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10.05.10

50 Cent's Gay Suicide Controversy

Telling males "over 25" to kill themselves if they don’t give women oral sex—just after a gay college student's suicide—put the rapper in seriously hot water. Tricia Romano decodes his crazy Twitter feed.

Whoever came up with the old adage that you should never meet your idols must be feeling pretty smug. Today on Twitter, you can not only meet your idols, you can see just how stupid or smart, funny, deep, or vacuous they really are.

In the case of 50 Cent, it’s a little bit of all of the above.

At times mildly amusing, misogynistic, offensive, earnest and, dull, the rapper might have put his sizable foot too far inside his equally sizable loud mouth.

“If you a man and your over 25 and you don’t eat pu**y just kill your self damn it,” he tweeted last week. “The world will be a better place. Lol.”

The rapper’s entire defense for anything mildly upsetting on his Twitter feed is “just playing.”

The tweet came on the heels of the suicide of Tyler Clementi, a gay college freshman who killed himself after his sexual exploits were broadcast on the Internet. For many, who had the suicide fresh in their minds, 50 Cent stepped way over the line. Or did he?

Did the rapper really just tell gay men to kill themselves? Or was he, as a few people interpreted the tweet, merely advocating male-to-female oral sex, becoming, in a bizarre way, an advocate of pro-female sexuality?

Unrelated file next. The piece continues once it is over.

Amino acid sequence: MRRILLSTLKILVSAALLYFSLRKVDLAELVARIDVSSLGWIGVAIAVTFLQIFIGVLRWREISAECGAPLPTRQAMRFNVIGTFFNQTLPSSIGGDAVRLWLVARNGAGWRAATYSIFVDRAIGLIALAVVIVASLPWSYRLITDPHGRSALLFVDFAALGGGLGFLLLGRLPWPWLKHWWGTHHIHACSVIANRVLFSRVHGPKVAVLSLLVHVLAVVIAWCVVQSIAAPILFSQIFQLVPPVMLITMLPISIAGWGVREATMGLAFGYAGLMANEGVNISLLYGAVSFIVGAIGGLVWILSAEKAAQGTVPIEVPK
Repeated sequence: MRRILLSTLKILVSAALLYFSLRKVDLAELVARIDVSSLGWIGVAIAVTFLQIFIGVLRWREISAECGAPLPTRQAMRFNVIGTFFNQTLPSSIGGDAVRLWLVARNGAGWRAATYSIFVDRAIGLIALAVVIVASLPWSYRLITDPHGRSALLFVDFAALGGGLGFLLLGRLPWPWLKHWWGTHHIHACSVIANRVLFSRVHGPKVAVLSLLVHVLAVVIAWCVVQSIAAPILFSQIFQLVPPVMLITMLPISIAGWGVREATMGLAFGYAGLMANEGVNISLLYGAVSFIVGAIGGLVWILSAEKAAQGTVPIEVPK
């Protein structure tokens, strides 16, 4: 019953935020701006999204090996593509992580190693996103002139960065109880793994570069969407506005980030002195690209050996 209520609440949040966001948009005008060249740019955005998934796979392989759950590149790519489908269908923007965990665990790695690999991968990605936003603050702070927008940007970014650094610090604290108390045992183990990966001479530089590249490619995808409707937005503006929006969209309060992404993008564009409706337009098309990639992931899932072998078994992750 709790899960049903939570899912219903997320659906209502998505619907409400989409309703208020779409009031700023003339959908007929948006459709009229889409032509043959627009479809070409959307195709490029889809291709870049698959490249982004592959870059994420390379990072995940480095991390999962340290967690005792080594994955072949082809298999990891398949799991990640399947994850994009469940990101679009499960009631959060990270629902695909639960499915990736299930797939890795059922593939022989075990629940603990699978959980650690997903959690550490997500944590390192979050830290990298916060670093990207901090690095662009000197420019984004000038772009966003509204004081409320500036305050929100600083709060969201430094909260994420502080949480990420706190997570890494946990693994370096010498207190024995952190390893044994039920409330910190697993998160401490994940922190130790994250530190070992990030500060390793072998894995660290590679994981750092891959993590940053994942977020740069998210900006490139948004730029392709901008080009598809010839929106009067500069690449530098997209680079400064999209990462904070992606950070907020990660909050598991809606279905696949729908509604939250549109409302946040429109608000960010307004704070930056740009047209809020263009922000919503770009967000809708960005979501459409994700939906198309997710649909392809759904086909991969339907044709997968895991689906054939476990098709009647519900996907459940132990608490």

According to 50 Cent, he was doing neither. He took to Twitter and defended himself:

“The other night I made a joke about a blow job. My male followers enjoyed it. So I then went on to joke about women receiving the same. Somehow they turned a simple joke about oral sex into an antigay statement. I have nothing against people who choose and alternative lifestyle in fact I’ve publicly stated my mom loved women. It’s funny how people think negative statements are news worthy but positive statements are not worthy of coverage. Access Hollywood for got to put ‘laughing out loud’ lol that was at the end of that statement.”

Indeed, the rapper’s entire defense for anything mildly upsetting on his Twitter feed is “just playing.”

But he is harder to get a read on than it would first appear. Late to the Twitter game, his feed first appeared over the summer, creating a stir on the social networking site. Here was a new celebrity toy to play with, a potential usurper of the crazy and narcissistic crowns held by Kanye West (another newcomer) and Courtney Love (who quit the site Tuesday after posting a nude photo of herself). A mirror Twitter feed @ English50cent quickly appeared. Like the @ CourtneyLoveTranslated feed before it, it was designed to turn 50’s often misspelled, carelessly punctuated, and slang-filled Tweets into proper English.

At first 50 Cent’s feed offered some hilarious bits:

He made fun of Kanye: “just looked @ kanye page what the fuck kinda spaced out tweets r those. fuck that I aint never looking @ that shit again.”

He made some humorous but sexist jokes about his “grandma.” :”My grandma pregnant again trying to talk her out of keeping it.”

He revealed his sensitive side: “Good morning people just woke up. I’m a live thank god today is going to be a good day.”

He made a joke: “Announcement I will no longer be using foul language on twitter for now on my tweets are PG13.”

He admitted that a book was too boring to finish: "It started off good then it felt like it was written for a scientist. It just not my kinda book.”

He even made some sense: “Look we all need each other. Anybody up on twitter at 2 o’clock in the morning is fucked up! Admit it. We all fucked up.”

But over the course of the last few months, the rapper has revealed more of himself, some of it not so pretty. His feed is reminiscent of the dating dance people do when they first meet: put on your best face, but over time the mask disintegrates.

50 Cent’s mask has disintegrated.